Hydrated Lime, or calcium hydroxide is also recognized among a host of other identifiers including caustic lime, builders’ lime, slack lime, cal, or pickling lime. It is an inorganic compound that is a non-flammable, odorless, colorless white crystal or powder.
Although hydrated lime is relatively insoluble in water, at ambient temperature the inorganic compound dissolves in pure water to produce an alkaline solution with a pH of about 12.4. Aqueous solutions of hydrated lime are called limewater; medium strength bases that react with acids that can attack some metals such as aluminum while protecting other metals from corrosion such as iron and steel by passivation of their surfaces. Hydrated lime adopts a polymeric structure, as do all metal hydroxides. It is produced commercially by treating lime with water.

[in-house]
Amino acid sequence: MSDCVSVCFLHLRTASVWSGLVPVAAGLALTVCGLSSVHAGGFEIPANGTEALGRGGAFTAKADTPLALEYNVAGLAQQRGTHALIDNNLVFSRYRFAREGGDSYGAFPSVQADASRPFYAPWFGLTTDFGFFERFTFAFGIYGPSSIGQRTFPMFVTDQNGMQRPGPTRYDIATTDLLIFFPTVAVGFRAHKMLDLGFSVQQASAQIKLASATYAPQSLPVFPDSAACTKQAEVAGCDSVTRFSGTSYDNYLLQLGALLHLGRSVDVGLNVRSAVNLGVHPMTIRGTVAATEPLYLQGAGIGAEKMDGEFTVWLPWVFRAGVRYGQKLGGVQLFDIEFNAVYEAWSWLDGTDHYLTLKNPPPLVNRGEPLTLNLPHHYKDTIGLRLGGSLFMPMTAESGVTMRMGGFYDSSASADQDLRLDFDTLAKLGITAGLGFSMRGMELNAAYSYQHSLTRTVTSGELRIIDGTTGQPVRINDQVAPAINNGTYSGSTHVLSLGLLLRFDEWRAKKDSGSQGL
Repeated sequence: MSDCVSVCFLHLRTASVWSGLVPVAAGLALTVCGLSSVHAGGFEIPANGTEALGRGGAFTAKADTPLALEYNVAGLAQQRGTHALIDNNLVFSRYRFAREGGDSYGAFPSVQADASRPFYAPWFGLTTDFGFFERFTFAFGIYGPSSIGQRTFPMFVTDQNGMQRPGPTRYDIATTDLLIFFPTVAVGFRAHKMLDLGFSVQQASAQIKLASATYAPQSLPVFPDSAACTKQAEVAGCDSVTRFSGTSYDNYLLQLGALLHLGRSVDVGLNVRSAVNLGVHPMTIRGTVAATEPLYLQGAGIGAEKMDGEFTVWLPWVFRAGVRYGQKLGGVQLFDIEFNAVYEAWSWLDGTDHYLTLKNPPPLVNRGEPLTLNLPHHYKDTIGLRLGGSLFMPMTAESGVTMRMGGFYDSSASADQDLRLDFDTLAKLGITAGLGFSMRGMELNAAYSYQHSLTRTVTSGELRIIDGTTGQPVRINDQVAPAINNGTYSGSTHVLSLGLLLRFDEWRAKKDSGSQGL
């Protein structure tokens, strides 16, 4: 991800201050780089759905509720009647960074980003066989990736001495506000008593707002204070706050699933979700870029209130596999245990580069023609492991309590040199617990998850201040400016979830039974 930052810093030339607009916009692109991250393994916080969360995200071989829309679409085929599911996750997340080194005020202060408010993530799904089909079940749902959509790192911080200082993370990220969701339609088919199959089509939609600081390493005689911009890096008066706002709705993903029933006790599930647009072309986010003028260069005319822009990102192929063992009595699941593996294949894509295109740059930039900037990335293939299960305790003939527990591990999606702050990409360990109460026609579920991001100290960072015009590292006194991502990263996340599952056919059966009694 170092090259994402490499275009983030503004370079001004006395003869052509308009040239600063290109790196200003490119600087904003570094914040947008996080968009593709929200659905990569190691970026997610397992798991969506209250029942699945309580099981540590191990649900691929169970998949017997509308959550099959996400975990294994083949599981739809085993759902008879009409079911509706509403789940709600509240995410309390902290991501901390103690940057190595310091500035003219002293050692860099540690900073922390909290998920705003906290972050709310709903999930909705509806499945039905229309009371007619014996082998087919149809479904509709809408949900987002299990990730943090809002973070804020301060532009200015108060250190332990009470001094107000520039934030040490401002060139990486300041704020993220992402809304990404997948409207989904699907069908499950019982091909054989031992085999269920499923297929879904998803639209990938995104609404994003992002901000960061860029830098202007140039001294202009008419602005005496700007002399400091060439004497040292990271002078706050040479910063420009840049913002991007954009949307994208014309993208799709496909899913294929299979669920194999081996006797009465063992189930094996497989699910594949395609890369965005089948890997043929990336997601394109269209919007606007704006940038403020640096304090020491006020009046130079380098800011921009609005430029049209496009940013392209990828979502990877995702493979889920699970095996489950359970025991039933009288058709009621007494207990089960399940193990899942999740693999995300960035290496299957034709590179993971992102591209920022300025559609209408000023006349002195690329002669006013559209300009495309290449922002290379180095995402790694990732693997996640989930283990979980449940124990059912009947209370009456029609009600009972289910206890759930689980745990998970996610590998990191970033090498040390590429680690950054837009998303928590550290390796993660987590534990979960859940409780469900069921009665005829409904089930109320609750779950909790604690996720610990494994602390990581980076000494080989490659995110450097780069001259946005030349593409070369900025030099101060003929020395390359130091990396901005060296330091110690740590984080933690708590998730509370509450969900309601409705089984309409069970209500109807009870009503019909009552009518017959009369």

Besides being a significant flocculant in water and sewage treatment, hydrated lime is also used in the preparation of ammonia gas, and is used in the paper industry where it is part of the causticizing step in the Kraft process for making pulp.
Because of its low toxicity and mildness of its basic properties, slaked lime is widely used in the food industry in everything from clarifying raw juice form sugarcane through carbonatation to pickling cucumbers and other foods.